The Carmelo Anthony trade drama is finally reaching the homestretch as the deadline approaches in a little less than three weeks and rumors are now surfacing of trade talks between the Knicks, Nuggets and Wolves.
As this saga mercifully reaches its crescendo, below is a rundown of some basic realities that I believe are emerging as inescapable. This isn’t gospel. I’m not going to pretend that I know how this situation is going to be resolved. I don’t have sources and of course there’s tons of pertinent information that isn’t out there for public consumption. This is just one fan’s (hopefully, well) reasoned interpretation of the publicly available facts, such as they are:
1. The Nuggets are going to have to trade Anthony before the deadline. Even though the Nuggets continue to protest, they simply cannot afford to risk holding onto Anthony past the February 24th trade deadline and losing him for nothing after the season. Regardless of whether the Nuggets hold onto Anthony, they won’t be in any serious conversations about title contenders and it’s hard to fathom an in-season move they could make that would vault the team to that status. ESPN’s Larry Coon explained several weeks ago why an extend-and-trade after the season isn’t feasible in this instance because of idiosyncrasies in Anthony’s contract. And the prospect of a franchise tag in the new CBA, while potentially helpful to the Nuggets because it would allow them to exert continued control over Anthony’s rights even after his contract expires, is unlikely to ever materialize. Even if it did, the Nuggets would nevertheless still have to find a trade partner because they’d then be dealing with an angry superstar on their roster without any remaining incentive to play good soldier. Would a franchise tag widen the field of potential suitors? Perhaps. But because teams involved would understand the Nuggets still had to trade Melo, I doubt it would lead to substantially better offers.
And the fact that the Nuggets are even considering proposals like the rumored offer from the Knicks is an indication that they need to make a deadline trade. The bet here is he’s shipped out before the deadline.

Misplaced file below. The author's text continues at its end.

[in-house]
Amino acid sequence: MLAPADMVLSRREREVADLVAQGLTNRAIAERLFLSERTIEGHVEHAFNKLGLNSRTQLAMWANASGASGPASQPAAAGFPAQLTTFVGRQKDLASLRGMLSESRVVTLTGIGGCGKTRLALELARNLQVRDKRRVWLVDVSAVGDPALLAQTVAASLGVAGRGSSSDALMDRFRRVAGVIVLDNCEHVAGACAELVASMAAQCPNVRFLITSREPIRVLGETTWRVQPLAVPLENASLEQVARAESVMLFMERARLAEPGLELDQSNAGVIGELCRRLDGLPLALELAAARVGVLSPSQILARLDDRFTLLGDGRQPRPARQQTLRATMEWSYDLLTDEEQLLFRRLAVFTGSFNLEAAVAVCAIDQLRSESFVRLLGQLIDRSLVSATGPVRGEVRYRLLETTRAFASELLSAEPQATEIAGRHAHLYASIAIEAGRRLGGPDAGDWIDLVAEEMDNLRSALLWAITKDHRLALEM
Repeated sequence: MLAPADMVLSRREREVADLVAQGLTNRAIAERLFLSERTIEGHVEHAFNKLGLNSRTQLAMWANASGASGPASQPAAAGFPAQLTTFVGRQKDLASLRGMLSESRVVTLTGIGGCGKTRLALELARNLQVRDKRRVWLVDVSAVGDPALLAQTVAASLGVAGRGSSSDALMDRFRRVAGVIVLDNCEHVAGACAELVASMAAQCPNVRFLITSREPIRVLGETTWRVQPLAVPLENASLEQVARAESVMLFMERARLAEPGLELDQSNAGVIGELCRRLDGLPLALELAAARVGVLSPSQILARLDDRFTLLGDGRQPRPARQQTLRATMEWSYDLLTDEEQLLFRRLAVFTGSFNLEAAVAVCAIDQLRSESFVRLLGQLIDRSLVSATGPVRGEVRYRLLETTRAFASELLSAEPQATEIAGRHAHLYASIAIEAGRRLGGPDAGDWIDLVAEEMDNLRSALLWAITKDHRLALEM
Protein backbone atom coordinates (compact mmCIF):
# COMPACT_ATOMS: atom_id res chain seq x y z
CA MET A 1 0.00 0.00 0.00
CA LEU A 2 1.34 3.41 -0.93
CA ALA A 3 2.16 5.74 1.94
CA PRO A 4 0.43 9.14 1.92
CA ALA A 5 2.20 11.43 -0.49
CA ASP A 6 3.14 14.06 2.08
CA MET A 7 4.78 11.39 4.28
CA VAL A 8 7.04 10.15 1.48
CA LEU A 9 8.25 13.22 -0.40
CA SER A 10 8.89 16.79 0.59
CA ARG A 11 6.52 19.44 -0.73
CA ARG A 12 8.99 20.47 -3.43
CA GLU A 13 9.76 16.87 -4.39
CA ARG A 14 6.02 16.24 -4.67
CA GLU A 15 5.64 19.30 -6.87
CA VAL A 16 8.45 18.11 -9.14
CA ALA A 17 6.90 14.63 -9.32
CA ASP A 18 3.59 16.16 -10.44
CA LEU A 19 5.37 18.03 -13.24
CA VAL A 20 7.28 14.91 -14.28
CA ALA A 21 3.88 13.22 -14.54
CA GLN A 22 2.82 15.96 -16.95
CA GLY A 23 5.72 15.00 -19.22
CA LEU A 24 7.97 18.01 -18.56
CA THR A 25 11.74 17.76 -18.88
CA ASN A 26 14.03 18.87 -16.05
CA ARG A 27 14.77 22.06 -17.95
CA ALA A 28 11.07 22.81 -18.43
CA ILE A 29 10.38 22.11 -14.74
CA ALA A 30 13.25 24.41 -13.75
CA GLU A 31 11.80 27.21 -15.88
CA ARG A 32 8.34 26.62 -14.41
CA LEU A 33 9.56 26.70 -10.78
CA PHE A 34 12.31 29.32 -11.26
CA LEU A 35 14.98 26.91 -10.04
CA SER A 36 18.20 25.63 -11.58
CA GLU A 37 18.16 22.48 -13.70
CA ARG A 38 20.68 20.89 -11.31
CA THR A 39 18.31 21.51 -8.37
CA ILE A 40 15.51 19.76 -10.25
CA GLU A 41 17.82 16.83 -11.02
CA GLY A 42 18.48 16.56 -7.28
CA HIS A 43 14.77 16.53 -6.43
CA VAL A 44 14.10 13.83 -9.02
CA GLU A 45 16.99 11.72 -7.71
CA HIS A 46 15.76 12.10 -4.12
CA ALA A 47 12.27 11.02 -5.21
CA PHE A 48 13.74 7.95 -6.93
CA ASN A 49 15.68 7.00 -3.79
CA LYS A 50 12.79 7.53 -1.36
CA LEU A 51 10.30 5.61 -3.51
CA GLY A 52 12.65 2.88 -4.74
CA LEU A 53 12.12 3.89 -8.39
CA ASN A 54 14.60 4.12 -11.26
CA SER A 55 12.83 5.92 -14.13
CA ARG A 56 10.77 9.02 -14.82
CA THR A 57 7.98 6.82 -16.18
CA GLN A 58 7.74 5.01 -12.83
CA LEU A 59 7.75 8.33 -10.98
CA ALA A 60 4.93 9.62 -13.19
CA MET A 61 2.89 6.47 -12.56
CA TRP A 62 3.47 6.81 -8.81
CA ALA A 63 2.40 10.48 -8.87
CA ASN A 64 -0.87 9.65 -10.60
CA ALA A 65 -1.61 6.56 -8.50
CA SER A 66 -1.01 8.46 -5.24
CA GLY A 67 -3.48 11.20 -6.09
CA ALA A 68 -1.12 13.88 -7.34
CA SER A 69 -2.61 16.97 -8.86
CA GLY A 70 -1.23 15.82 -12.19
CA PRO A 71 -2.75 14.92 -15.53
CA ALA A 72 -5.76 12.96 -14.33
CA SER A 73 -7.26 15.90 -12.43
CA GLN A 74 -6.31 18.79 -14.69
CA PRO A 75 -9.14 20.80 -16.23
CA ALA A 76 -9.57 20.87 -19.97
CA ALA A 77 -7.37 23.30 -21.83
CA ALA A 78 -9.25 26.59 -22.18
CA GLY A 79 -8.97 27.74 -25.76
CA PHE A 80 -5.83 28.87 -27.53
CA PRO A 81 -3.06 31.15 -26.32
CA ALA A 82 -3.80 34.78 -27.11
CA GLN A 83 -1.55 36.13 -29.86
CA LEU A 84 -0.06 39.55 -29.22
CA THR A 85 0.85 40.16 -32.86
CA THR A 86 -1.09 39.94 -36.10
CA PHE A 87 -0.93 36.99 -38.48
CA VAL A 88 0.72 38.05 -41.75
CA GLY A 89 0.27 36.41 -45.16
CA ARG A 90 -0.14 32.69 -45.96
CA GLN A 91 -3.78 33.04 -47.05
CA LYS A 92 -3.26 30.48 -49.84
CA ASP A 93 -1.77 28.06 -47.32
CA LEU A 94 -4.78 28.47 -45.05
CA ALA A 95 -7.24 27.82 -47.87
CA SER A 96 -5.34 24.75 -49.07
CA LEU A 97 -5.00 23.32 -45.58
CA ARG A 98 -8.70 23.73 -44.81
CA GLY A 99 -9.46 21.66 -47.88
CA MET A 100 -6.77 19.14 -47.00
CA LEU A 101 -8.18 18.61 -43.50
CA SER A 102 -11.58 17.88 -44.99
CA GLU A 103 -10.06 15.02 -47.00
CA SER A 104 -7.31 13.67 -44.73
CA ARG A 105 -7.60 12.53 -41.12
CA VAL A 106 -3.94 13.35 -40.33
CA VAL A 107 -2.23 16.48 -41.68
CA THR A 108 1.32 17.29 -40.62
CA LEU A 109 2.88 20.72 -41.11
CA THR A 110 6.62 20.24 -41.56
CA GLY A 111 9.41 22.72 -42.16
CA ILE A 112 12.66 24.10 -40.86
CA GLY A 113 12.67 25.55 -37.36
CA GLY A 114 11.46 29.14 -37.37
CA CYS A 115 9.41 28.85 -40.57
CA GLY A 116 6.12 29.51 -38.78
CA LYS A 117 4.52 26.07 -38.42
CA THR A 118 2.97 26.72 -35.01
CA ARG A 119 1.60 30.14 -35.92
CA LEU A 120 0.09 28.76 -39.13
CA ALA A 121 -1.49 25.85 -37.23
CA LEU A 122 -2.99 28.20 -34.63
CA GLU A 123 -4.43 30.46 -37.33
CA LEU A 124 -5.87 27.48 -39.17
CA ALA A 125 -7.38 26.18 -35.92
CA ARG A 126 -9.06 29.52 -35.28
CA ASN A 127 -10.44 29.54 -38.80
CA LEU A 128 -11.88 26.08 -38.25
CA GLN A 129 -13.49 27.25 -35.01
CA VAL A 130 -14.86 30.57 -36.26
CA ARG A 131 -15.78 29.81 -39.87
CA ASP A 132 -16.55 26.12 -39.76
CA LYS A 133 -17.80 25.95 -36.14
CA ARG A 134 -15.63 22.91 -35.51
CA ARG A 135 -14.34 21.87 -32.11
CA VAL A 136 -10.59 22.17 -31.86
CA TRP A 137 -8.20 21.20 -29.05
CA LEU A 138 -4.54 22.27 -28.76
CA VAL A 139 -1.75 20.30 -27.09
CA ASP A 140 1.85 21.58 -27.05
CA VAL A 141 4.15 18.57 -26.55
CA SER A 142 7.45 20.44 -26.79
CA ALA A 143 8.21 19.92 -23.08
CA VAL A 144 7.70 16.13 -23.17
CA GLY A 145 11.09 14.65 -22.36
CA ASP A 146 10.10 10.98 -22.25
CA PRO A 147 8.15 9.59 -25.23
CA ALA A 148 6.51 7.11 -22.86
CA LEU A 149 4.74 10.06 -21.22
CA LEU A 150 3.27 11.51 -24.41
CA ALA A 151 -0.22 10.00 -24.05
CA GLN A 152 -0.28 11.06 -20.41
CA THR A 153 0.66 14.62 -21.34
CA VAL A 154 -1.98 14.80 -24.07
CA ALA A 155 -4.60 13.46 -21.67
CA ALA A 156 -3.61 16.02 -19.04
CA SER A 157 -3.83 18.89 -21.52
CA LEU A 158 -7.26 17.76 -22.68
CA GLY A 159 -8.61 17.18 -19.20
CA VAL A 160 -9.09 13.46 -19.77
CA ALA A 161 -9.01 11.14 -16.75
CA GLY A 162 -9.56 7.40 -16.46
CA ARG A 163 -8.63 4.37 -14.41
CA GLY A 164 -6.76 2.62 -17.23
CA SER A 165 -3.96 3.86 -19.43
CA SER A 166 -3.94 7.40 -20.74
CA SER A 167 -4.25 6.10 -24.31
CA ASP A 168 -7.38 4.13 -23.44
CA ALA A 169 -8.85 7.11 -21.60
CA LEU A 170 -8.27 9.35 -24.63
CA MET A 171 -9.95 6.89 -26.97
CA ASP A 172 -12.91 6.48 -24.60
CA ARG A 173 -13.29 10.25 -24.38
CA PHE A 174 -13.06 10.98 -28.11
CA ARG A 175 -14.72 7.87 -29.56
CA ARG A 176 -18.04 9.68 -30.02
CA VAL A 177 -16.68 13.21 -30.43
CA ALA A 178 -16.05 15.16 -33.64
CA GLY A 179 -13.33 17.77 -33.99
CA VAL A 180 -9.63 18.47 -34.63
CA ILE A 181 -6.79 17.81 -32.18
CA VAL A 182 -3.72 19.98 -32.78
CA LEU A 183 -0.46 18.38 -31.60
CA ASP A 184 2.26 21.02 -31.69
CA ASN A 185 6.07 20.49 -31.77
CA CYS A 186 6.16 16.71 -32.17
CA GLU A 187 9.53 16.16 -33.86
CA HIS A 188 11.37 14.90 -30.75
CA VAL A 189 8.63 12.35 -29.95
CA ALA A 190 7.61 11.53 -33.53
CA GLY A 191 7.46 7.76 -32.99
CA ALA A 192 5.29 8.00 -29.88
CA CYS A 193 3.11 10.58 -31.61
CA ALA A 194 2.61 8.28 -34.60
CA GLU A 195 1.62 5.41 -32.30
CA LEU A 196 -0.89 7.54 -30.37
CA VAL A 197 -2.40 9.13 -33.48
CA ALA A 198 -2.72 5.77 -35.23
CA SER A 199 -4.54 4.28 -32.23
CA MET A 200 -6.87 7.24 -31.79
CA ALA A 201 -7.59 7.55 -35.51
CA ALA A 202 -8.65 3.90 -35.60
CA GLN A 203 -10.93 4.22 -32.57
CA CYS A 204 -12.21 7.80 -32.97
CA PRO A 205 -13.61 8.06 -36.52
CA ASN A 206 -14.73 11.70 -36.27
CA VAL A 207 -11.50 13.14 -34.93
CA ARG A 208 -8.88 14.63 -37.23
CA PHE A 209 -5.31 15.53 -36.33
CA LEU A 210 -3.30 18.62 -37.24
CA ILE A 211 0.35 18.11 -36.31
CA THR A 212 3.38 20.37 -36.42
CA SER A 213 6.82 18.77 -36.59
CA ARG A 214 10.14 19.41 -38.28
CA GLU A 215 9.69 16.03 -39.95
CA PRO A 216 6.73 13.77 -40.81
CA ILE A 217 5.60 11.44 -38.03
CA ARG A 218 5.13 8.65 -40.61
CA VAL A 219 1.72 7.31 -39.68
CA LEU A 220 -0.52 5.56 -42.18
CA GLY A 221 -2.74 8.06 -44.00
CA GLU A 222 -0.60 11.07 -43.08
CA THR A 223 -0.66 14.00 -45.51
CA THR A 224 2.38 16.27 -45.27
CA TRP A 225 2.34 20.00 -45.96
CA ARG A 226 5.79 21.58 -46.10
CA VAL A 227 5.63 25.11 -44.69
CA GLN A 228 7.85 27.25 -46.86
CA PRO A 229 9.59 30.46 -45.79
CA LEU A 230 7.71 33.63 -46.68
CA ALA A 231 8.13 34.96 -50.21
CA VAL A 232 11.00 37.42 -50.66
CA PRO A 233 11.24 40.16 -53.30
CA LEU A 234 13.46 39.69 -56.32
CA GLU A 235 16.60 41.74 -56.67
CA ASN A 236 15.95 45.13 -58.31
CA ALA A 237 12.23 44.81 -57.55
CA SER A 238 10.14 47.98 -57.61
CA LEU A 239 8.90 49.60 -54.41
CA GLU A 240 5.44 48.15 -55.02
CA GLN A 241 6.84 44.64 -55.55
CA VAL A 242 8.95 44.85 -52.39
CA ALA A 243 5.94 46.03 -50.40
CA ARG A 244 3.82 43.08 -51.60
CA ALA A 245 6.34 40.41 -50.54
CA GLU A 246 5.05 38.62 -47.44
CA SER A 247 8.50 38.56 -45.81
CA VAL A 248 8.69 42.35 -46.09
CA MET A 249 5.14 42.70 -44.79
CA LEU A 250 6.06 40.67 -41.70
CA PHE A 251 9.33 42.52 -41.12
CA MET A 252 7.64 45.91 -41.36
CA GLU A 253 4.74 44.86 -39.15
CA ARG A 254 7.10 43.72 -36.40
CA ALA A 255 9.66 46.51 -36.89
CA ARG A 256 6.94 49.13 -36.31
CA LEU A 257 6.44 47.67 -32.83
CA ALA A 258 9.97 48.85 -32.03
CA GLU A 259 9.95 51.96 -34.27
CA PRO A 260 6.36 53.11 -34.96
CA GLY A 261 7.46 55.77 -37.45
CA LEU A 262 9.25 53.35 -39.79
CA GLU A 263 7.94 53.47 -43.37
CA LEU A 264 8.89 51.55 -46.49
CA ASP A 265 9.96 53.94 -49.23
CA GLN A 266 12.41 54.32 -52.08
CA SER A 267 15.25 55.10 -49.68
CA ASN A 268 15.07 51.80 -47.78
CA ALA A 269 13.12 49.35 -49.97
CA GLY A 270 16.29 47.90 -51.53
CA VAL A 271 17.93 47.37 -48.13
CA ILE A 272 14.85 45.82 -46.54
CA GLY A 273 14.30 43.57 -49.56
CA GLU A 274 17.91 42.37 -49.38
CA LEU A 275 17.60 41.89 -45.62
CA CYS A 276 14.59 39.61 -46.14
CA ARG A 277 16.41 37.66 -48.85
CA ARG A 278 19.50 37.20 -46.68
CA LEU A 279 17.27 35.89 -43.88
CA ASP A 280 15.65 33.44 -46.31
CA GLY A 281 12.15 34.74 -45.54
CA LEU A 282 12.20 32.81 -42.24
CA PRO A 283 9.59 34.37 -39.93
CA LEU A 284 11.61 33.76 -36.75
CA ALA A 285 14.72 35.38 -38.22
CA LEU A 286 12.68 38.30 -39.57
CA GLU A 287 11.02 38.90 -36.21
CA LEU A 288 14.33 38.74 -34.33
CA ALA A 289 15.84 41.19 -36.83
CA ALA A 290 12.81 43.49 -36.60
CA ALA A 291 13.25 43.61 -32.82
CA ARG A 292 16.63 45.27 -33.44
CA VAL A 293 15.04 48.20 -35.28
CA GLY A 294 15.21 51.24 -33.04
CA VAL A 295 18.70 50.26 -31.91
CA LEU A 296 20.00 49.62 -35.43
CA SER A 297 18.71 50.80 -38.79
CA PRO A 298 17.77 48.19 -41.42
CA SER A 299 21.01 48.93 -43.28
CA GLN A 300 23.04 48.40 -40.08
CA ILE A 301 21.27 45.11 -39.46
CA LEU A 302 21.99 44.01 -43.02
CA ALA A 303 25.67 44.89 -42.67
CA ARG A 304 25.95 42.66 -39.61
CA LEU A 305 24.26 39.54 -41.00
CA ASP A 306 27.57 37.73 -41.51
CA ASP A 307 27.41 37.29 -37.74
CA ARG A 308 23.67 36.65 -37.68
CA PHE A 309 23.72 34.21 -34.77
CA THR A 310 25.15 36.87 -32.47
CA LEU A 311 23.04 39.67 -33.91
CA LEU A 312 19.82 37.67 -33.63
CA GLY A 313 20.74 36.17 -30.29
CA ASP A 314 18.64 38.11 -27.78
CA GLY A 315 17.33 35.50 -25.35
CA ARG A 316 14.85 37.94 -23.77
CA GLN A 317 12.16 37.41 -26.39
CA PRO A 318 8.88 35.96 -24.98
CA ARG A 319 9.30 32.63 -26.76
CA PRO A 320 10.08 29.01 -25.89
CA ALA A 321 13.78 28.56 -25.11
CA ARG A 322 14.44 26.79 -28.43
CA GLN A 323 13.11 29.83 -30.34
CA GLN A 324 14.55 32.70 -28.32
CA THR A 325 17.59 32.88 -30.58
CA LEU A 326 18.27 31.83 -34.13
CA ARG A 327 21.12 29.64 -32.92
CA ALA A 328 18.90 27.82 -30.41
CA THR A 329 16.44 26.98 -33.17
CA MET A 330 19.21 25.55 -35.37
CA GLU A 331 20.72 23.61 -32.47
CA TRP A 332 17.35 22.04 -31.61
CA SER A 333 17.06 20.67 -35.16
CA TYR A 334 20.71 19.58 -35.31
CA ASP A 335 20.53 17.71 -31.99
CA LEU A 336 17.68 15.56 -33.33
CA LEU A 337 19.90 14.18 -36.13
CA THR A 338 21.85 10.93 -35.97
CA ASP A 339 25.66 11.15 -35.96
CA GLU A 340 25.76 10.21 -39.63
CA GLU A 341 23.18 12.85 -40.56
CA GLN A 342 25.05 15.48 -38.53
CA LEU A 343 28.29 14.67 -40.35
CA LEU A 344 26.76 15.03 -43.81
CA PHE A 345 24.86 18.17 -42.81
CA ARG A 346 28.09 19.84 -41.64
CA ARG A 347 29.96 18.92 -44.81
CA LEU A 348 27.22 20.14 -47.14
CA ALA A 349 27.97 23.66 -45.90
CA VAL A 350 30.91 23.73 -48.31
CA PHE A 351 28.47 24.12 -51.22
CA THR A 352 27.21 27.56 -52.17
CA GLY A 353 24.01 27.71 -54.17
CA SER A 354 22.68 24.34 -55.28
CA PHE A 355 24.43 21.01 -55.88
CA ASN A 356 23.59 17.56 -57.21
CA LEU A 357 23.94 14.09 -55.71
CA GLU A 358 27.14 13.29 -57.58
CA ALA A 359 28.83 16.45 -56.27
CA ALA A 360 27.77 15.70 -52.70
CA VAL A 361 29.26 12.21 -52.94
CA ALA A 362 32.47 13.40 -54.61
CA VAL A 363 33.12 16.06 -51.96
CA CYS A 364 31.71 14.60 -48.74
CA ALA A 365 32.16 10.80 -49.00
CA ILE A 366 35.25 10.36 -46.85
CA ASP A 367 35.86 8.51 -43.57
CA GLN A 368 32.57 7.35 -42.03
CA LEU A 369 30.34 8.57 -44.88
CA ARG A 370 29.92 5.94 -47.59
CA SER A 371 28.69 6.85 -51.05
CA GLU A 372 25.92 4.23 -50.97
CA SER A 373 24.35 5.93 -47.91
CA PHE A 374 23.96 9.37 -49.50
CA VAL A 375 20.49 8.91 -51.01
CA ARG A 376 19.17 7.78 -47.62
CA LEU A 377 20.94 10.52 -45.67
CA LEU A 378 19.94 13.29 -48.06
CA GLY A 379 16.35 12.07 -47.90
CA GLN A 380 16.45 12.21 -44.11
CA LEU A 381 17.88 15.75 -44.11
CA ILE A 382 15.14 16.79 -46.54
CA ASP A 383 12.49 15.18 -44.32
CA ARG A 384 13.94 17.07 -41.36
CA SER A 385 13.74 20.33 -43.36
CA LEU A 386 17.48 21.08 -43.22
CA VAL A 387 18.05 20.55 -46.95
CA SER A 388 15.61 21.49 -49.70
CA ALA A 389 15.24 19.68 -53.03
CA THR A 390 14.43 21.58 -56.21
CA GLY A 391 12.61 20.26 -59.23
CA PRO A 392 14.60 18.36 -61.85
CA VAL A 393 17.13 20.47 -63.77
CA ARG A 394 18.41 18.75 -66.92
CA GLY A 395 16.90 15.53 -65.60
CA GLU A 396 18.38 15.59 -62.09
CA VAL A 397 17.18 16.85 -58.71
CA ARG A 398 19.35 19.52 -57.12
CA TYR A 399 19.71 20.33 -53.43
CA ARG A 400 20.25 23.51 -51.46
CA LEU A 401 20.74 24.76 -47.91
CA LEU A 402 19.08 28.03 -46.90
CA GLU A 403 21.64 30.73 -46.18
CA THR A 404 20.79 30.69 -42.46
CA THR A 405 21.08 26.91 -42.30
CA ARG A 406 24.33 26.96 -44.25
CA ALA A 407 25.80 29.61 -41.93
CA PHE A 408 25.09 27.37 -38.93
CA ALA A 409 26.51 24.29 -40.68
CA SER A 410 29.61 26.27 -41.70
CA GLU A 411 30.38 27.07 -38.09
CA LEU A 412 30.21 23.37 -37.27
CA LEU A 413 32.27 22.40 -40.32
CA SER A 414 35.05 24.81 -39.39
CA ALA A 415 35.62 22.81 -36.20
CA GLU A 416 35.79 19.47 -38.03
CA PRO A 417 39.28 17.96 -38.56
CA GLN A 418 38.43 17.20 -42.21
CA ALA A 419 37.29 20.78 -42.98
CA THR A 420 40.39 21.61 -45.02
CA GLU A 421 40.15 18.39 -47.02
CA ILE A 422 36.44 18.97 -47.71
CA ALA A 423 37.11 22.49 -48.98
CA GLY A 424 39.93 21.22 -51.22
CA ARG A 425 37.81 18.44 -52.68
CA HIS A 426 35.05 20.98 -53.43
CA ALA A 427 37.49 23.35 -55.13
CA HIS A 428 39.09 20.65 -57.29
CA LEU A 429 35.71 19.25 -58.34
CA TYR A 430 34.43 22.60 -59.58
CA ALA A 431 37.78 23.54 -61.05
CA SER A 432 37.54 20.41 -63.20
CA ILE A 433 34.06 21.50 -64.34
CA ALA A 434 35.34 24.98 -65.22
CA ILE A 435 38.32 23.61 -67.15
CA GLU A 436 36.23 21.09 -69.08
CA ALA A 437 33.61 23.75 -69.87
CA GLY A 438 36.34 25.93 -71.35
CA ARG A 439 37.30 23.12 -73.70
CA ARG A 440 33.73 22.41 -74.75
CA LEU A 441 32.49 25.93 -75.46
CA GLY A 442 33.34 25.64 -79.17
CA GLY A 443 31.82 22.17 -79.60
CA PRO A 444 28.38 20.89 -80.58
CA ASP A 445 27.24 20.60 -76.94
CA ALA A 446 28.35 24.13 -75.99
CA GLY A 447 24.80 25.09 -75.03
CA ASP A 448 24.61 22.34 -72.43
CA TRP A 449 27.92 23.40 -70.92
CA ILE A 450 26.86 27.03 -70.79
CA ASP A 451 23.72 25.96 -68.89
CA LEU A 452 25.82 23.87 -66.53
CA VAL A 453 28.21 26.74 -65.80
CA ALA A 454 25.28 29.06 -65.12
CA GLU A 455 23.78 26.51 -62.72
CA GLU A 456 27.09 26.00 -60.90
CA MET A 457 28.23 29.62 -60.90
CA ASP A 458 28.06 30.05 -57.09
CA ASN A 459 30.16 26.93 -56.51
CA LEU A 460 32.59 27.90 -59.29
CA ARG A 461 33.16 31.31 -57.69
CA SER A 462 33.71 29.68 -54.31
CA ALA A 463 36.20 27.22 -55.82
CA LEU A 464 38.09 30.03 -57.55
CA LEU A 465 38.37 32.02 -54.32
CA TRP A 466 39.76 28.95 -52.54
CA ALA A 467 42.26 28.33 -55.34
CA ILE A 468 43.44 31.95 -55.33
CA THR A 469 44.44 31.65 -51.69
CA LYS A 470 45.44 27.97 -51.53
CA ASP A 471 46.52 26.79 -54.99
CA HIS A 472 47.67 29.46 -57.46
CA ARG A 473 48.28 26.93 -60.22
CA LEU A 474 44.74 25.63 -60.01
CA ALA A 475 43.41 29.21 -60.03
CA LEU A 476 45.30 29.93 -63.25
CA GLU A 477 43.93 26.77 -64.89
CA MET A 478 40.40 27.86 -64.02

2. The Knicks are the only game in town. As much as the Nuggets would love for a rental team to rescue them with an deal that trumps what the Knicks are presently offering and, at least, force the Knicks to improve their proposal, it’s looking increasingly unlikely that such a deal will materialize.
Melo’s people are finally becoming totally unified in their message to teams that he’ll only sign an extension with the Knicks and, in the event he’s traded elsewhere, he’ll walk away after the season. The Rockets in particular have shown significant interest in renting Melo and the Nuggets have often trumpeted Houston as the leader in the clubhouse because they have attractive assets. But Steve Kyler of HOOPSWORLD has reported that the Rockets’ interest stemmed from a belief that it could be possible to be persuade Melo to stay once he arrived in Houston. In the worst case scenario, the Rockets believed they could trade him around the draft. If there’s no chance that Melo would entertain an extension and he can’t be traded before free agency begins (See above per Larry Coon), it’s hard to imagine the Rockets having serious interest.
3. The Knicks know they need to make a trade for Anthony. Knicks’ sources often muse in the media about this supposed ongoing debate at 2 Penn Plaza regarding whether they should even bother trading for Anthony when they could conceivably just sign him in free agency and keep all their assets. I’m calling bullshit.
First, as Dan exhaustively explained in this space and now shouts constantly on twitter at those who continue to parrot this line, it’s simply not possible to add Melo while retaining all of the young talent. Even if the Knicks renounced Chandler at the start of free agency, depending on the limits in the new CBA it’s possible they would still have to make yet another small deal to free up enough space to sign Melo outright.
Moreover, don’t discount the fact that Melo wants the security of his $65 million contract extension. Even though he’s indicated that he’s wiling to forgo the extension if Denver refuses to give him what he wants, I doubt he’d take too kindly to the Knicks not making an earnest effort to complete a deal with Denver and get him his money. When Melo says he’ll take this into free agency, he’s showing Denver his best card, but it’s not like he actually wants to play it.
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So there you go. In the weeks to follow there will surely be misinformation emerging that’s intended to muddy the waters and create leverage for the various parties involved. After all this is big business and there are numerous competing agendas. And of course, everyone involved in this story is human and humans don’t always behave rationally. But I think this is the basic landscape for a Melo trade, and these basics don’t seem likely to change very much.